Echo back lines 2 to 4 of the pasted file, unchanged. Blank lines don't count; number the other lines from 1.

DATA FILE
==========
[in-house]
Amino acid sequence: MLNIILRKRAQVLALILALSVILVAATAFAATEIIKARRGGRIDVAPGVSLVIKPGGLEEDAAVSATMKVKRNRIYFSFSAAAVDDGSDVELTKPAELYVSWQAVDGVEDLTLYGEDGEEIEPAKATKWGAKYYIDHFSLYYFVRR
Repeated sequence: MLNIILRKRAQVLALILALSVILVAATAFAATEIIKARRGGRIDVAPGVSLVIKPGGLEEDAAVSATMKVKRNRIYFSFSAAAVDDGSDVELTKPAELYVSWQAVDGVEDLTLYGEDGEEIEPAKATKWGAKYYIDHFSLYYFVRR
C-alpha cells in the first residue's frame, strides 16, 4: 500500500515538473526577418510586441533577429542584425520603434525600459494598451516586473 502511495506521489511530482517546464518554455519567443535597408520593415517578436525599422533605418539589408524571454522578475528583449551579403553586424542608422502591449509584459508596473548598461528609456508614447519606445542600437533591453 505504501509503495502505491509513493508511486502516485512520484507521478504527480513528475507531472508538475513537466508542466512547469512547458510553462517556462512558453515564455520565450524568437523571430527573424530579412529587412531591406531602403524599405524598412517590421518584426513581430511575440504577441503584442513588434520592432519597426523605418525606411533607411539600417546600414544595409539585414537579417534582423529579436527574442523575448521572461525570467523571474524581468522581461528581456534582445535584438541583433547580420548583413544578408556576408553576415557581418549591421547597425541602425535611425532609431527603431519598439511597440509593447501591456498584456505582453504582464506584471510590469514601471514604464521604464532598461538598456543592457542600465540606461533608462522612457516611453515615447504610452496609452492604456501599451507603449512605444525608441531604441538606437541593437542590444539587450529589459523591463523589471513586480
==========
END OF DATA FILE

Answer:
Amino acid sequence: MLNIILRKRAQVLALILALSVILVAATAFAATEIIKARRGGRIDVAPGVSLVIKPGGLEEDAAVSATMKVKRNRIYFSFSAAAVDDGSDVELTKPAELYVSWQAVDGVEDLTLYGEDGEEIEPAKATKWGAKYYIDHFSLYYFVRR
Repeated sequence: MLNIILRKRAQVLALILALSVILVAATAFAATEIIKARRGGRIDVAPGVSLVIKPGGLEEDAAVSATMKVKRNRIYFSFSAAAVDDGSDVELTKPAELYVSWQAVDGVEDLTLYGEDGEEIEPAKATKWGAKYYIDHFSLYYFVRR
C-alpha cells in the first residue's frame, strides 16, 4: 500500500515538473526577418510586441533577429542584425520603434525600459494598451516586473 502511495506521489511530482517546464518554455519567443535597408520593415517578436525599422533605418539589408524571454522578475528583449551579403553586424542608422502591449509584459508596473548598461528609456508614447519606445542600437533591453 505504501509503495502505491509513493508511486502516485512520484507521478504527480513528475507531472508538475513537466508542466512547469512547458510553462517556462512558453515564455520565450524568437523571430527573424530579412529587412531591406531602403524599405524598412517590421518584426513581430511575440504577441503584442513588434520592432519597426523605418525606411533607411539600417546600414544595409539585414537579417534582423529579436527574442523575448521572461525570467523571474524581468522581461528581456534582445535584438541583433547580420548583413544578408556576408553576415557581418549591421547597425541602425535611425532609431527603431519598439511597440509593447501591456498584456505582453504582464506584471510590469514601471514604464521604464532598461538598456543592457542600465540606461533608462522612457516611453515615447504610452496609452492604456501599451507603449512605444525608441531604441538606437541593437542590444539587450529589459523591463523589471513586480